The Tiger Woods Effect revs up PGA Championship fans to a frenzy

Zak Keefer, USA TODAY Network
Published 8:56 p.m. ET Aug. 11, 2018 | Updated 1:22 a.m. ET Aug. 12, 2018

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ST. LOUIS — Even from halfway across the course, the roar told the story. The buzz was building, one club twirl and fist pump at a time.

“Kind of reminded me of being in the vortex a lot of years ago,” Stewart Cink said.

Birdies on the first hole, the second. Then at the sixth. Then at the eighth. How low would he go? The chatter swelled. The anticipation rose. Tiger Woods was doing it, doing it again, revving the 100th PGA Championship into a frenzy, shooting up the leaderboard and, for the second consecutive major championship, giving himself an opportunity a year ago he would’ve never thought possible. That is: a chance at major No. 15.

It was The Tiger Effect in full — mammoth galleries, booming roars, the greatest of his generation reaching back and delivering yet another sizzling Saturday.

“Fun,” Woods called it afterwards, smiling.

For stretches Saturday, it felt like Woods made the other golfers disappear. Some fans at Bellerive Country Club planted their feet a shade after 6 a.m., refusing to move for the better part of 12 hours – just for a glimpse at Woods. Some climbed trees. Some stood on wobbly chairs. Some baked in the sweltering Midwest heat for hours on end.

Why? Because Tiger was in contention. And because they wanted to see it.

More: Tiger roars, then sputters in PGA but remains in contention

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“It was awesome,” added Cink, who played with Woods, and who also shot a 66. But no one could’ve told you that. “Like turning back the hands of a clock.”

After Woods missed his birdie attempt on the 14th green, one fan muttered to another, “Well, let’s just go home.”

No matter there were still seven groups yet to play the hole.

All told Woods played 29 holes Saturday, including 11 from his rained-out second round. It showed late. The fatigue crept in, Woods admitted. His 31 on the front gave way to a 35 on the back, and not because Tiger didn’t give himself chances.

He missed six straight birdie putts at one point, then blew his best chance on No. 17, when he ripped an eagle putt four feet past the hole and pulled the comebacker. His 66 has him at 8 under through three rounds, four shots behind leader Brooks Koepka.

Following Woods, of course, was a sea of smartphones, legions of hungry golf fans anxious for a peek. The crowds at Bellerive were some of the biggest on tour this year, even for Woods. At one point, he got a thunderous ovation just for walking up to his ball in the fairway. Seriously.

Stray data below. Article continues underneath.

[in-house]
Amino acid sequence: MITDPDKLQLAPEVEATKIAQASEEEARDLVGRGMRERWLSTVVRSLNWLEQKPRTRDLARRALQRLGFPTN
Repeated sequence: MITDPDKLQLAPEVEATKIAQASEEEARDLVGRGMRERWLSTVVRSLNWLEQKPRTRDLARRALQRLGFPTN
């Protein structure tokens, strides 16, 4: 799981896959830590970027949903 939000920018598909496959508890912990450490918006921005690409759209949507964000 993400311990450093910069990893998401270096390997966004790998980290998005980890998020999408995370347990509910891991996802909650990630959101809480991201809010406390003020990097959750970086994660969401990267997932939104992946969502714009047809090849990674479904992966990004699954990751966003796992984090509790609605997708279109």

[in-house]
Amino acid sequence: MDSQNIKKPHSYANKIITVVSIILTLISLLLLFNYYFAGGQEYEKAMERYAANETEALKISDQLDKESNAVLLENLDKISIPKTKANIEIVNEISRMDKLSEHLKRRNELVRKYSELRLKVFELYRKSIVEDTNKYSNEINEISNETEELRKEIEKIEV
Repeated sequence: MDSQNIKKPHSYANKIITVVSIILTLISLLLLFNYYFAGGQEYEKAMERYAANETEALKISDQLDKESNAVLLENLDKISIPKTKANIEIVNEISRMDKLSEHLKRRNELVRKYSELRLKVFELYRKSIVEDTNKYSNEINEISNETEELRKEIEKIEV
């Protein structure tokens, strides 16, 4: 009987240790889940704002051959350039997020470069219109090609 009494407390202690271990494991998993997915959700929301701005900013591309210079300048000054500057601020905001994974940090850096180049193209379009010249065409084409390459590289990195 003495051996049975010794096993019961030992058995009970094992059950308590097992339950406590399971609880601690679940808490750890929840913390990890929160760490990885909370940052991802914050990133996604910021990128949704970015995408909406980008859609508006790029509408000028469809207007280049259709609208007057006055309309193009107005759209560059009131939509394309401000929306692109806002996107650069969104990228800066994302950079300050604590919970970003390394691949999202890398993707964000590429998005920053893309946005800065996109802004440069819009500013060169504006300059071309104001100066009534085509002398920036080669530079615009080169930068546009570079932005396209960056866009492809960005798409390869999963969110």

“They have been unbelievable, not only supportive, but just so positive,” Woods said. “They have been supportive of all my playing partners and myself these first three rounds, and it’s been a pleasure to play in front of them, it really has.”

Can you blame them? It’s the first time Woods has ever competed in St. Louis as a professional. The last time the tour came to town, for the 2008 BMW Championship, Woods was injured. Before that, the 2011 WGC American Express Championship was cancelled days after the 9-11 terrorist attacks. Woods found out during a practice round out on the course, then drove 13 hours home to Orlando.

“We’re coming to a place that hasn’t seen this kind of golf tournament in quite a while, and the last that was here had no Tiger Woods,” Cink said. “No surprise the fans here are really turning out. The crowds have been huge, even the rainy days. I just feel like it’s been really good to have Tiger back, because I got to see it first-hand today.”

What Cink witnessed Saturday, world No. 2 Justin Thomas experienced the first two rounds.

It was stunning, even to Thomas, how deep the galleries were.

“I don’t think I’ve ever played in front of that many people,” Thomas said Saturday morning. “The first real Tiger effect, I guess you could say. I’ve played with him a handful of times in tournaments, but haven’t exactly had crowds like this, so it’s pretty incredible.”

The fans were begging for more red numbers on the back nine, but the putter went cold. Woods still left smiling. Exhausted, but smiling. His back-to-back 66s are just the third time he’s done that in his gilded major championship career. Each of the other two ended with a trophy.

“It’s soft, it’s gettable,” Woods said of Bellerive. “You can’t just go out there and make a bunch of pars, you’re going to have to make some birdies.”

He knows what it’ll take to make them roar in Round 4. And maybe he knows he’s got enough.

As loud as Saturday was, imagine if he does it tomorrow in his Sunday red.

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